Though not a shocker in the industry, the bankruptcy and subsequent liquidation of Toys “R” Us and its 735 locations is a pretty big hit to retail real estate landlords that are already dealing with their share of store closings sector-wide.
The retailer had to shut down due to competition from the likes of Amazon, Target, and Walmart, as well as the saddling of billions of dollars in debt for more than a decade.
But there is hope that several of these empty shells will be filled up by expanding concepts.
Several chains have already bid on some of the now-former Toys locations, including Aldi, Ashley Furniture, Big Lots, PGA Tour Superstore, furniture chain Raymour & Flanigan, among other outfits and non-retail uses. Landlords can object to the bids on April 9 during a court hearing.
USA Today quoted a Ripco Real Estate executive saying: “If you’re a retailer looking to get into a market or looking to expand you have an opportunity to get into a strong retail corridor with good access, visibility, on a rent that was negotiated yesterday.”
This is welcome news for some landlords and the overall state of retail real estate because it shows that some chains are on a growth path. PGA, with about 35 locations, currently plans to grow its presence by 50 percent over the next three years. Raymour has expanded exponentially over the last few years and could have opportunities to widen its geographic base.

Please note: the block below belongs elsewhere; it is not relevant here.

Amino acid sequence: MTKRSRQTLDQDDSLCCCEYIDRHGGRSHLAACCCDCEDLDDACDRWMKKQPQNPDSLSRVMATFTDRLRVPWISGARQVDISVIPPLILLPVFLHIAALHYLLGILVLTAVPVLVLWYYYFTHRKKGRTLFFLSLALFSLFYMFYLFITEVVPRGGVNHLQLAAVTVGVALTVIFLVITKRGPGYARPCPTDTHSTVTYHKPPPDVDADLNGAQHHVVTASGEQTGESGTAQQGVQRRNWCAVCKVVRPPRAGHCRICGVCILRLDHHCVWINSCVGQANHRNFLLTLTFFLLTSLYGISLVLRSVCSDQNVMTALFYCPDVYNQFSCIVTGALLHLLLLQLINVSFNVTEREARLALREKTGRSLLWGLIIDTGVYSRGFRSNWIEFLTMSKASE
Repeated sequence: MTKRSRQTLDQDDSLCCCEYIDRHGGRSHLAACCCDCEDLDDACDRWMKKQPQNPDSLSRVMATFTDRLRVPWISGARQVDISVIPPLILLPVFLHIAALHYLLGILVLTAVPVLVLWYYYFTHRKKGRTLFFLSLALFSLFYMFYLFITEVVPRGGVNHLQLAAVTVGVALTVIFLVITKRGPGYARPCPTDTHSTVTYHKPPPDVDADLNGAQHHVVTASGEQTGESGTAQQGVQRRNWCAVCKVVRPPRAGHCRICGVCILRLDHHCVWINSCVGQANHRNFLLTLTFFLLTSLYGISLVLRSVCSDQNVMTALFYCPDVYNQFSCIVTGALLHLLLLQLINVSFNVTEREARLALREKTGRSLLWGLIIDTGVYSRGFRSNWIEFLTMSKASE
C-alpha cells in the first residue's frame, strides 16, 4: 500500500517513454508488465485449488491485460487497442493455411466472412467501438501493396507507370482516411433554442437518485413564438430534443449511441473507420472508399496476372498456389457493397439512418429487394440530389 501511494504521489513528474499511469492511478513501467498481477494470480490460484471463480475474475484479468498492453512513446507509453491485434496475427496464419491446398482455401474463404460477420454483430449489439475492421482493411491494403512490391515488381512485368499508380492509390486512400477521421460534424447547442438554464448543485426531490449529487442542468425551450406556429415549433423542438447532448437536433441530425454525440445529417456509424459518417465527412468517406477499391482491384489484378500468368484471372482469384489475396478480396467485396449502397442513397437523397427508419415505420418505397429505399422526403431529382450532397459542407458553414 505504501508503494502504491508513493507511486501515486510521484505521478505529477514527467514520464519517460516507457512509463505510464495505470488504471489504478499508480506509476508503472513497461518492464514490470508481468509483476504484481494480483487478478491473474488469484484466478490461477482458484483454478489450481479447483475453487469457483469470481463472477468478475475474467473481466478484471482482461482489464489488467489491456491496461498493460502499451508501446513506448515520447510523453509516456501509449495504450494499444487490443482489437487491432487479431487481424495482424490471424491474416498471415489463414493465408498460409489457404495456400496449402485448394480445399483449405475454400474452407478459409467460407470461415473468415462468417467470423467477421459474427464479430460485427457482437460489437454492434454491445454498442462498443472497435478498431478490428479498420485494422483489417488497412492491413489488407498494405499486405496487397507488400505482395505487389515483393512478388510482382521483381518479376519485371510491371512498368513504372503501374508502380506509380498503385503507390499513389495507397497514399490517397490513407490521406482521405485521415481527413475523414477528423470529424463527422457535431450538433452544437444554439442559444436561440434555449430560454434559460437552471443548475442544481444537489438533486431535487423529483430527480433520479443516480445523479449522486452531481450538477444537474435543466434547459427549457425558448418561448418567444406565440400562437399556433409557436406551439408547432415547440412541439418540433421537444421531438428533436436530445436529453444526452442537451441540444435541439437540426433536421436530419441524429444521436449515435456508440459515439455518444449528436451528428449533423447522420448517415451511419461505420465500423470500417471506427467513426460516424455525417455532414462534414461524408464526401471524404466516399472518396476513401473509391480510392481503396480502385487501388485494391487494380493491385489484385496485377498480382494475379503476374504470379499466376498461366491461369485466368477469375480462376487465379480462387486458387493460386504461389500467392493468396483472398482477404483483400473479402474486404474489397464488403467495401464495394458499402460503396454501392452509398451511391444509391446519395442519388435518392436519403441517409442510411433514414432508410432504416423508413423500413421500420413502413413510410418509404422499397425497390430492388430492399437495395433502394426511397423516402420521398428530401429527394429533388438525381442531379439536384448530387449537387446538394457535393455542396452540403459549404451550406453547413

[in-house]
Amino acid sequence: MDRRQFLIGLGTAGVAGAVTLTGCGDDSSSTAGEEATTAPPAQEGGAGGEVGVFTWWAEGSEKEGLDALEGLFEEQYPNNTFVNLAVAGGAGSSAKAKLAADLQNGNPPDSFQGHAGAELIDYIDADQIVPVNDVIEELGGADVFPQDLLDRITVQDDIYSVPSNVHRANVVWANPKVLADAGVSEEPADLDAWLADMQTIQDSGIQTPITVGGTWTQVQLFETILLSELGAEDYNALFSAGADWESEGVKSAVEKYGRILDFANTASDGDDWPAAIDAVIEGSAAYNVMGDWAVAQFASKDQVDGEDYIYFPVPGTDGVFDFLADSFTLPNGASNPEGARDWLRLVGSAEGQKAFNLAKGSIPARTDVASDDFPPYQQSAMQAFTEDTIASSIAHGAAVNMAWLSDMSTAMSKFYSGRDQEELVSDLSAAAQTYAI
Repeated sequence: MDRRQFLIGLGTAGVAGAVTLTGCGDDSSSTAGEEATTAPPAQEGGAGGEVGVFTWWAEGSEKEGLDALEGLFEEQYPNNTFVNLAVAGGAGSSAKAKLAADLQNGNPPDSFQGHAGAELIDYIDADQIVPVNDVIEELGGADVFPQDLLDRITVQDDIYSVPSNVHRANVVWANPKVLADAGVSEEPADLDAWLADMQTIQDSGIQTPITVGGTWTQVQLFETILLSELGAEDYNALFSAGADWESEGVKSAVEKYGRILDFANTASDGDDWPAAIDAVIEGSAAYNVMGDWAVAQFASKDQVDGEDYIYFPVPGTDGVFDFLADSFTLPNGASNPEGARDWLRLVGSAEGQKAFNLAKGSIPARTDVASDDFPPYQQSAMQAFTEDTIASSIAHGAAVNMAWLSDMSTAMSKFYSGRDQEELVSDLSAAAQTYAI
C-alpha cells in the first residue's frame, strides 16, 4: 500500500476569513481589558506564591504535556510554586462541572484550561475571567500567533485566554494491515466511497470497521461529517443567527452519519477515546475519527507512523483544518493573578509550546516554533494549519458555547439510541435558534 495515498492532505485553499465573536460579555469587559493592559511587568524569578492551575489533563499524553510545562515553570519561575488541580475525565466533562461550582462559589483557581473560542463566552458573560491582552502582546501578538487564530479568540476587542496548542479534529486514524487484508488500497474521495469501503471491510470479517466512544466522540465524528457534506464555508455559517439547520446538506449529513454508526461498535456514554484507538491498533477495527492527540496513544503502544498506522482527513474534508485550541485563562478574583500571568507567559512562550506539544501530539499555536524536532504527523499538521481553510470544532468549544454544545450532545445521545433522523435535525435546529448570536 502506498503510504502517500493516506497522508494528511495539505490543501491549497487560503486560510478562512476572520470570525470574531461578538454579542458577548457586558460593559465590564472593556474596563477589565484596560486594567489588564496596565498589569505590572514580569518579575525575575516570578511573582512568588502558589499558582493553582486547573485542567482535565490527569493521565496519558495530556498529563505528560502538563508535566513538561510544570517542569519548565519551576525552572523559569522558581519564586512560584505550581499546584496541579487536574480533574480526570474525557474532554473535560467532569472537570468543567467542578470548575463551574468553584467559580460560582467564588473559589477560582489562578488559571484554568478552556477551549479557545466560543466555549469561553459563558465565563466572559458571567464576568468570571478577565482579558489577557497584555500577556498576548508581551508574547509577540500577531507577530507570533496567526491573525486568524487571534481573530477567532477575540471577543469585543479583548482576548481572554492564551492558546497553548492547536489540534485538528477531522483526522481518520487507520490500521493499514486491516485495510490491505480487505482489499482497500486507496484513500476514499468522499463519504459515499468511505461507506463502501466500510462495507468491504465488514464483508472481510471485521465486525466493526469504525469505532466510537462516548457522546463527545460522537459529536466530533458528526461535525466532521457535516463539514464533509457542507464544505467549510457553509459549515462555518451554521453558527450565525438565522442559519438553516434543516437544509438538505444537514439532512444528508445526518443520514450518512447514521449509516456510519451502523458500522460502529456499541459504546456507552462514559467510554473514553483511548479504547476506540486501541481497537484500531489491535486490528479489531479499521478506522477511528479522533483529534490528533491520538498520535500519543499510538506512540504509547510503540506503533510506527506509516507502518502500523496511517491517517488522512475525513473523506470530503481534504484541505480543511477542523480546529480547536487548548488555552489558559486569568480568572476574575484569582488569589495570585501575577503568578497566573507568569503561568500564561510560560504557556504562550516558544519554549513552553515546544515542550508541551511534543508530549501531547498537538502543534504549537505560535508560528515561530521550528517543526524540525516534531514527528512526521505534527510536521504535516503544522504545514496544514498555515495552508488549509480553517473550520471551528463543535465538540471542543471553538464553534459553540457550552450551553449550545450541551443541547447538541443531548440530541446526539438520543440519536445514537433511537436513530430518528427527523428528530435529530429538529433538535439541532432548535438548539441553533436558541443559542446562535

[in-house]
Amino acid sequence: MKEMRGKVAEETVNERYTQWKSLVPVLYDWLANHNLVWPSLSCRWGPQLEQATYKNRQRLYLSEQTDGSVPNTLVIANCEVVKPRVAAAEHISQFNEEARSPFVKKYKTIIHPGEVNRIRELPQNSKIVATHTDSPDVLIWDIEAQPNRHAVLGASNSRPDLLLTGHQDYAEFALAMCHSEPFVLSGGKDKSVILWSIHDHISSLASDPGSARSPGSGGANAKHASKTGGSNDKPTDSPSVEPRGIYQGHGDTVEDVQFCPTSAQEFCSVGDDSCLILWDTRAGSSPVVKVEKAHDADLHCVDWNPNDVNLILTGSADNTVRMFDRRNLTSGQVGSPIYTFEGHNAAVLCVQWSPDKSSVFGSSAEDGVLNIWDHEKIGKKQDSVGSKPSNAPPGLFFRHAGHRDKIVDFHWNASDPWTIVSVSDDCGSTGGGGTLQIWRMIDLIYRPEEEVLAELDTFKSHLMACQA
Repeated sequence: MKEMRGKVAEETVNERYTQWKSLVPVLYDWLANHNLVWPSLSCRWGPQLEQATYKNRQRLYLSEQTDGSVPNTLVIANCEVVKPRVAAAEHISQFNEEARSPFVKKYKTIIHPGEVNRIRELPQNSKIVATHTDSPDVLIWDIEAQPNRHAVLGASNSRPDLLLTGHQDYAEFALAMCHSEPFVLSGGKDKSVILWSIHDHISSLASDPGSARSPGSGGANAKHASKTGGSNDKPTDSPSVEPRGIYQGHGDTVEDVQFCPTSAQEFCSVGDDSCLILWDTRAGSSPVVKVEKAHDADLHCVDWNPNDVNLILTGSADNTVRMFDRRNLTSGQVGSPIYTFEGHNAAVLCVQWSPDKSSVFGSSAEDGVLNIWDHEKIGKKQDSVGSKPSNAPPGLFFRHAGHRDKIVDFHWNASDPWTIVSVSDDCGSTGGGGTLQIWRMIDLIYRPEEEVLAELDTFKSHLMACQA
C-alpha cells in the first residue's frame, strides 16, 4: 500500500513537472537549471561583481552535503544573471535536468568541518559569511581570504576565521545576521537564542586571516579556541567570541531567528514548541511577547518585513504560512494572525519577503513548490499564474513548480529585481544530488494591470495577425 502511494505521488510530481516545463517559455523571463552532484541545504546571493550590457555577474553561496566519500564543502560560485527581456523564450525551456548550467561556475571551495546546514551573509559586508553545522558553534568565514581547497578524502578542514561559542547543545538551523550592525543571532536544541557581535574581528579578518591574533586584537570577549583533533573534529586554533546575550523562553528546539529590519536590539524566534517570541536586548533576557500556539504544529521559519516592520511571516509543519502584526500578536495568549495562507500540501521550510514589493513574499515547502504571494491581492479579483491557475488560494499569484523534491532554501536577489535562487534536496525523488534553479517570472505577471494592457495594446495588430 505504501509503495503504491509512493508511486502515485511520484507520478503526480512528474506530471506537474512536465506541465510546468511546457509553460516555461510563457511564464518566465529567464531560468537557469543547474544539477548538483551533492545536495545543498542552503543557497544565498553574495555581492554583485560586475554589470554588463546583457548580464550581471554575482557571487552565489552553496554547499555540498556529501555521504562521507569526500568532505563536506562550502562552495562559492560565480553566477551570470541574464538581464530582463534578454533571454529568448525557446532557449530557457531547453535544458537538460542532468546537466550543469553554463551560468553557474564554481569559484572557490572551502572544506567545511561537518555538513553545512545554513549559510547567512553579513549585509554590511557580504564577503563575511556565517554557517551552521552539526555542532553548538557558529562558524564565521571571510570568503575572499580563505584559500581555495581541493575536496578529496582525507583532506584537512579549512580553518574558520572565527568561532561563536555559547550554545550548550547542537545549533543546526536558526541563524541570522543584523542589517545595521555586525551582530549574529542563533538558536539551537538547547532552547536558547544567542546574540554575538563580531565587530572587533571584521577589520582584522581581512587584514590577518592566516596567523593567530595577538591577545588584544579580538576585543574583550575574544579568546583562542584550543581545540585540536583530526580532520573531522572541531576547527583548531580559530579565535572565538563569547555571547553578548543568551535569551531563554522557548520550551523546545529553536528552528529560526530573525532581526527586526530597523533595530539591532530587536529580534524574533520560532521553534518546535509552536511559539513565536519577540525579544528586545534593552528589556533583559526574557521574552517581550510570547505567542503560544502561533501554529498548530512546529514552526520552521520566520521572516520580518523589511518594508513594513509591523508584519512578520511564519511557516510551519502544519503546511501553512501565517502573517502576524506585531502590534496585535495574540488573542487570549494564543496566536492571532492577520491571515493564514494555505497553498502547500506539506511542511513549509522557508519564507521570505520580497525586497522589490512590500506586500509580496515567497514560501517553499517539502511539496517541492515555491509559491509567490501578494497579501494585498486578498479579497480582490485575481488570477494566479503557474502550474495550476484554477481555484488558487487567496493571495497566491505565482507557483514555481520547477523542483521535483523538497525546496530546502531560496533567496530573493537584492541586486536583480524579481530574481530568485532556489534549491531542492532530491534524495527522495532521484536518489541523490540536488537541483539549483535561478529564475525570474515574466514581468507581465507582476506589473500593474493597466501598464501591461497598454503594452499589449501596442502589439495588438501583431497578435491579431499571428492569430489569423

Meanwhile, in other interesting news, KB Toys might be making a comeback. The mall-based chain, which once had 1,300 units, went out of business in 2009. Its current owner, Strategic Marks, is reportedly taking resumes from former Toys “R” Us employees and speaking with Hasbro and other toy manufacturers that would like to sell their goods in brick-and-mortar locations.
Granted, though these developments are good news for landlords, it is far from an overall solution to all 735 closures. The chain’s stores averaged 20,000 square feet to 50,000 square feet, and several center owners are likely going to have to get creative to repurpose those spaces, whether that means breaking the spaces up for several smaller stores, or looking for entertainment or medical concepts to fill the void if they aren’t able to lease it to a traditional retailer.
But by now, in a retail world increasingly being steered by Amazon and changing consumer tastes, most involved in retail real estate should understand resiliency and that a traditional business-as-usual leasing strategy isn’t going to cut it anymore.
About GRS Group:
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